The Masters
PGA Wagers

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Posted Wednesday, April 7

Cutoff time for this event is April 8 at 8:00 AM EST. 

Streaming Subscribers: Watch on Sky Sports Golf Channel in the UK Sports group or the Sky Sports Group beginning at 7:45 AM EST on Thursday and every day thereafter.

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2021 Masters

If you’re thinking that it’s barely been a matter of weeks since we were last in Georgia then you’d be right, sort of. The decimation of the schedule in 2020 saw The Masters moved to November, where Dustin Johnson took advantage of some agreeable conditions to post the lowest score in the tournament’s history. While the November edition of the tournament, won by Dustin Johnson at -20, revealed a soft and easy golf course that was there for the taking, this more traditional April timeslot should ensure Augusta shows its teeth once more.

In other words, it seems highly unlikely that Augusta will relent so easily this week, with red hot temperatures leading into the tournament enabling course officials to get the track running as fast as ever. Even the threat of some rain during the course of the week is abated by that infamous sub-air drainage system. For those not in the know, Augusta features sweeping tree lined, doglegging fairways that are protected not so much by rough but by pine straw, which isn’t too bad to play from when dry.

However, the Bentgrass greens run at around 13.5 on the stimp – that’s as fast as you are likely to see anywhere, and these are protected by shaved run-off areas that can leave devilish up-and-downs for those unfortunate not to hold the surface. With some almighty hills and elevation changes, The Masters is a physical battle as much as a mental one, and whoever is presented the green jacket by DJ come Sunday evening will have certainly earned it.

A relatively fair weather forecast sets the scene for a fantastic week at Augusta National, and while one of the favorites with the bookmakers is likely to prevail, that’s not to say we can’t have a few darts at the outsiders 

The 2021 Masters Field & Preview

As it stands, there will be 88 players teeing it up this week at The Masters. As ever, at least 20 of them don’t have a chance in hell of slipping into the Green Jacket, so the likes of Ian Woosnam, Sandy Lyle and Larry Mize can just enjoy a leisurely couple of rounds at the famous course. At the other end of the spectrum, all of the big guns are here, as Dustin Johnson looks to defend the trophy he won in November.

From the minute the players drive down Magnolia Lane, they will feel the weight of history on their shoulders – this is still golf’s greatest tournament, and no mistake. From the gorgeous flowers and botanical brilliance comes the occasional brutality of the golf course itself – designed by Bobby Jones and Alister McKenzie way back in 1933. Naturally, it has been tweaked over the years to combat the changes that the sport has seen, but on the whole, their original vision remains undiminished.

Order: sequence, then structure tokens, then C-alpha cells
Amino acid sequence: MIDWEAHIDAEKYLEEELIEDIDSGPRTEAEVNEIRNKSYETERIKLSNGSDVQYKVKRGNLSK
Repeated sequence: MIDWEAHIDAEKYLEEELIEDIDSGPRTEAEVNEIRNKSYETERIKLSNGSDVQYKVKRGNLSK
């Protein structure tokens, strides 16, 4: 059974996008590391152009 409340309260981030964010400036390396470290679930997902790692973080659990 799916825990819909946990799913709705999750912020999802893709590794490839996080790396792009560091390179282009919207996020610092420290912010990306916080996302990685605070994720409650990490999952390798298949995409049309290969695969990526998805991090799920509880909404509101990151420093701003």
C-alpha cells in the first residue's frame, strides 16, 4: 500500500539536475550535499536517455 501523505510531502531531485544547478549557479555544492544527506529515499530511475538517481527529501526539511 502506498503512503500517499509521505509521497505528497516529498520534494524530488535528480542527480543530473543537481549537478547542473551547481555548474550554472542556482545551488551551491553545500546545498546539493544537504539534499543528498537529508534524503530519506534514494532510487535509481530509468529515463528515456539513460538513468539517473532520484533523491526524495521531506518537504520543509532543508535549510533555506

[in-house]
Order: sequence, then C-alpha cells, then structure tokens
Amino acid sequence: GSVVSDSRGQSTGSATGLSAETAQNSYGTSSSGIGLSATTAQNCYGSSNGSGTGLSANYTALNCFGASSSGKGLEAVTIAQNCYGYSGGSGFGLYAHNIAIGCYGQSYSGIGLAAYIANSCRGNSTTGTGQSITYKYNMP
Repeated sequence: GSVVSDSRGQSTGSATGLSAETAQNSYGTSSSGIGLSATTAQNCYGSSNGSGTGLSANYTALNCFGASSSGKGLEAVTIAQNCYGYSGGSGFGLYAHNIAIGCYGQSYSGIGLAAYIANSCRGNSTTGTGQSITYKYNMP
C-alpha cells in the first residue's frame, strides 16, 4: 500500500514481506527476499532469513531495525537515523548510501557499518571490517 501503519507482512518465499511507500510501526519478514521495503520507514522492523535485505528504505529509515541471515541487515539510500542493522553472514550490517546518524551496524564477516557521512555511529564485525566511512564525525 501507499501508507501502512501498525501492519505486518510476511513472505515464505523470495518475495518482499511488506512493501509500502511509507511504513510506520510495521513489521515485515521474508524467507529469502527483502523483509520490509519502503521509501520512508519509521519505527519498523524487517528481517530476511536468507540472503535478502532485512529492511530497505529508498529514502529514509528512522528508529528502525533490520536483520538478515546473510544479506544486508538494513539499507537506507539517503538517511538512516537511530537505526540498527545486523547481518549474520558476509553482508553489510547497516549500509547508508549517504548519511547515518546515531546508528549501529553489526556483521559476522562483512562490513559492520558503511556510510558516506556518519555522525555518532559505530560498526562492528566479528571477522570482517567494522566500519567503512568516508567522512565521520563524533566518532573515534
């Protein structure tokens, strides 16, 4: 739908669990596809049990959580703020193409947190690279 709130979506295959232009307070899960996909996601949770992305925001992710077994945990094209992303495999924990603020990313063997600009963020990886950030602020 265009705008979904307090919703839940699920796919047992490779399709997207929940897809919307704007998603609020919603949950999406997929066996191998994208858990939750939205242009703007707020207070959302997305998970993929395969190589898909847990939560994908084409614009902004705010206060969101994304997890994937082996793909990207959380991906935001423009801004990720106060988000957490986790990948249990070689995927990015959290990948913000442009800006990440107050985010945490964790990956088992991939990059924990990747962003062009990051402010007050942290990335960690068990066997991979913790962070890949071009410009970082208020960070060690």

There are so many defenses to Augusta, it’s difficult to know where to begin. At 7,475 yards for its Par 72, the layout is a decent length and remember that the grass grows in the direction of the trees laterally across the fairway – thus, it plays even longer. There are significant hills, drops and elevation changes, while the thick tree lines and some severe doglegs require strategy and placement of the highest order. Water and sand are less of a concern – although those eyeing up the dangerous 12th hole might question that, although the super-fast Bentgrass greens – with their devilish run-off areas – leave some nerve-jangling rescue chips back on to the putting surface for those that miss out.

It’s an incredible golf course, and one that befuddles players nearly a century after its original build. Of course, it’s a fitting venue for the sport’s greatest prize.

What We’re Looking For:

The criteria for a November Masters were far removed from what we are looking for in April. The hot weather leading into the event ensures that Augusta will play fast and hard, and even if the rain does come, the course’s famed sub-air systems should take care of that. The traditionally fast greens will certainly be the key consideration this week.

We’re looking for a drawer of the ball – there is a clear edge for those who can shape the ball from right to left, and the ideal candidate will hit their approaches in nice and high for a smooth landing. The forecasted wind isn’t set to be all that dramatic, so dropping bombs from above will be key.

Avoid some of the nasty chips and scrambles at all costs, and make hay on the Par 5s – some things at Augusta never change regardless of the month of the year, and remember that Augusta is a young man’s golf course – there really aren’t many Masters champions crowned after they pass 40. We should also mention the psychological pressures of winning The Masters – the fear and the excitement of edging towards the Green Jacket. Make sure that any potential winners you choose (or draft) have the mettle to cope with the possibility of changing their life forever.

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To Win Outright: These are played at BET365 because of their cashout option.

Webb Simpson 35-1

Given his natural game, it seems amazing that it took Webb Simpson so long to get to grips with Augusta National, but after a fallow period at the venue, he has since banked consecutive top-10s and with good reasons. Without a weakness through the bag, Simpson is an excellent iron player and even when he misses the greens he has the class to get up and down more often than not. His high ball flight allows him to plonk the ball down from a great height on these slick greens, and while he isn’t the longest off the tee, that doesn’t always have to be an impediment at Augusta when your long irons are so good. Likely to be a low percentage pick this week given a perceived lack of form, Simpson could repay his backers in plentiful fashion. Some of his key stats include that he ranks 6th ON TOUR in Scoring Average, 8th in SG: Around-the-Green and 13th in SG: Putting. Those are some pretty nifty marks for this track (Risking 0.3 units to win 10.5 units).

Matt Fitzpatrick 45-1

In his last five trips to Augusta, Matt Fitzpatrick has not missed a cut and has a T7 and T21 to his name. Right now, Fitz is playing golf the likes of which he has rarely delivered in the past. The Englishman simply has no weaknesses and with three top-10s and a T11 in his last four stroke-play starts, he heads to Georgia in red-hot form. Indeed, it’s hard to make a case against him, and while we are yet to see Fitzpatrick contest a major, he certainly has the game to take care of business. He ranks 25th ON TOUR in SG: Putting, 27th in SG: Tee-to-Green and 33rd in Birdie Average (Risking 0.2 units to win 9 units).

Corey Conners 80-1

There are plenty of golf people smarter than us who truly believe that Corey Conners has the game to go to the very top of the sport, and that Augusta might become a happy hunting ground for him. Curiously, the Canadian is better at putting from long range than close up, but even so, his tee-to-green game is outstanding and will surely reward him many-fold in the years to come. T10 here in November, Conners is a fantastic shot-shaper who won’t be concerned by the faster conditions this week (Risking 0.2 units to win 16).